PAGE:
"If you fail to move fast, and you fail to collaborate, you may fail to exist," said Michael O'Halloran, director of technology for IDC. "The [companies] that are out there surviving are the ones that were involved in collaboration." Information-sharing has been critical for industry players in adapting to the demands of 300 mm manufacturing, other panelists said.
However, the consensus seemed to favor a deliberate approach on the introduction of 450 mm wafers, currently called for in 2011 by the International Technology Roadmap for Semiconductors (ITRS). Intel's Mani Janakiram, manager of Analysis and Control Technologies at Intel, called for the industry to develop a "strong, definitive economic model" to analyze the costs and risks of conversion.
Eric Englhardt, director of automation products for Applied Materials, said manufacturers should "look at ways of dramatically improving the efficiency of the factory" before trying to negotiate a new wafer size, and should consider alternatives to conversion. But he added, "Maybe we can't stop it… and we'll be driven to that, and there will be many changes in our industry. So I think we have to be prepared for both worlds."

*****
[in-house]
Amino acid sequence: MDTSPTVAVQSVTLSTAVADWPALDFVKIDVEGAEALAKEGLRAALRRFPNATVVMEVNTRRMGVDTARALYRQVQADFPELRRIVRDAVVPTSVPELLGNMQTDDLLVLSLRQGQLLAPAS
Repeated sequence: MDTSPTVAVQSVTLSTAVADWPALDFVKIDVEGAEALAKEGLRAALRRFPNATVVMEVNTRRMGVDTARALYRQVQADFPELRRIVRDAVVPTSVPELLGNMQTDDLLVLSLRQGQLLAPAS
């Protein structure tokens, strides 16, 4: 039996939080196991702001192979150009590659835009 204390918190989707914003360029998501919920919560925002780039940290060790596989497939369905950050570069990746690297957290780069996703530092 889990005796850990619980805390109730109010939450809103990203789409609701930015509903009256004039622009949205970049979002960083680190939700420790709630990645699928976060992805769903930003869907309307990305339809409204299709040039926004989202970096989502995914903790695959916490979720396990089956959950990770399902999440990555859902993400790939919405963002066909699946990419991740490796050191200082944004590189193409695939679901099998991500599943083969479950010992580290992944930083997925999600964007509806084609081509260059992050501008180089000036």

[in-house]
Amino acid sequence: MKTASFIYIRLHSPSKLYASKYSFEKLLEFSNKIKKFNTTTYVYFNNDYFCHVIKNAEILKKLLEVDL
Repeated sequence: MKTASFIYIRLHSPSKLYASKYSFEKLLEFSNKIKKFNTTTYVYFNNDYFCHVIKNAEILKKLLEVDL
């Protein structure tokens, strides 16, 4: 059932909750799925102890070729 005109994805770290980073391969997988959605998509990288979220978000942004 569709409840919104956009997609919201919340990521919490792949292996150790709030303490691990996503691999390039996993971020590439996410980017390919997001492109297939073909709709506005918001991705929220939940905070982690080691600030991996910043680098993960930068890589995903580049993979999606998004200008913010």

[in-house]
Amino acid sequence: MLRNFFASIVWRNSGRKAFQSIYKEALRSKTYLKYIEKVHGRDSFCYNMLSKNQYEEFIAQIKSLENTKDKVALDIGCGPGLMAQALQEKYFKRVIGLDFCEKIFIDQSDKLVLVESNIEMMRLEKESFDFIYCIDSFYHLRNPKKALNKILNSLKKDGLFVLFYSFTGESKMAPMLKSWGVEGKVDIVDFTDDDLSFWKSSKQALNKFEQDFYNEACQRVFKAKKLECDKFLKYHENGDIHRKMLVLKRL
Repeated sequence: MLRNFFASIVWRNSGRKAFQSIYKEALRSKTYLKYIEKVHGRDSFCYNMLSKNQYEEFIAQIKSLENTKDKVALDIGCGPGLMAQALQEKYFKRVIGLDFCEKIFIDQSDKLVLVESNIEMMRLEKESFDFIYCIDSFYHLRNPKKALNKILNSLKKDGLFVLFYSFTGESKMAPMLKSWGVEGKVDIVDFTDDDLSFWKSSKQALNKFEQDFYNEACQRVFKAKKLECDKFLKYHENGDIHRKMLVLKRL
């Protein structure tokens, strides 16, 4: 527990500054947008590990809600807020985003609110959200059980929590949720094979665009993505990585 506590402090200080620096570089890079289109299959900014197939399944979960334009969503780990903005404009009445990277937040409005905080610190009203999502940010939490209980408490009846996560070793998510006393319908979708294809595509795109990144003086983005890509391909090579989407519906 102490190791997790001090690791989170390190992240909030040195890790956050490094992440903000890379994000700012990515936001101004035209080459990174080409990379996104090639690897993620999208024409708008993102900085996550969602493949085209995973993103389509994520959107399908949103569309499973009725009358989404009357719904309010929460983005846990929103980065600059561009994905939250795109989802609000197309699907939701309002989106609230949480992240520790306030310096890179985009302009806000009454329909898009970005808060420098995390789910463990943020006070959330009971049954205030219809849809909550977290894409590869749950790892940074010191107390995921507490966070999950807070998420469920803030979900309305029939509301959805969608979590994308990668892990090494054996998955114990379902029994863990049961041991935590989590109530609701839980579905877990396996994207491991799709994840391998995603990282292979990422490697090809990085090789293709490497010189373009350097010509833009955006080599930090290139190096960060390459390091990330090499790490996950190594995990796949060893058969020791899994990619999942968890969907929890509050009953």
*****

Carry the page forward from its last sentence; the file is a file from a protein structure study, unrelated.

On a related topic, Shige Kobayashi, Senior Engineer at Renesas Technology, said the equipment and information complexities of new 300 mm factories may require renewed emphasis on workforce development. "Engineers may need to be retrained," Kobayashi noted.
And Arieh Greenberg, Senior Principal at Infineon Technologies, said design for manufacturing (DFM) is becoming a larger issue in what he termed "the age of lithography."
"How do we integrate design into manufacturing, and what would be the role of the factory to improve design?" Greenberg said.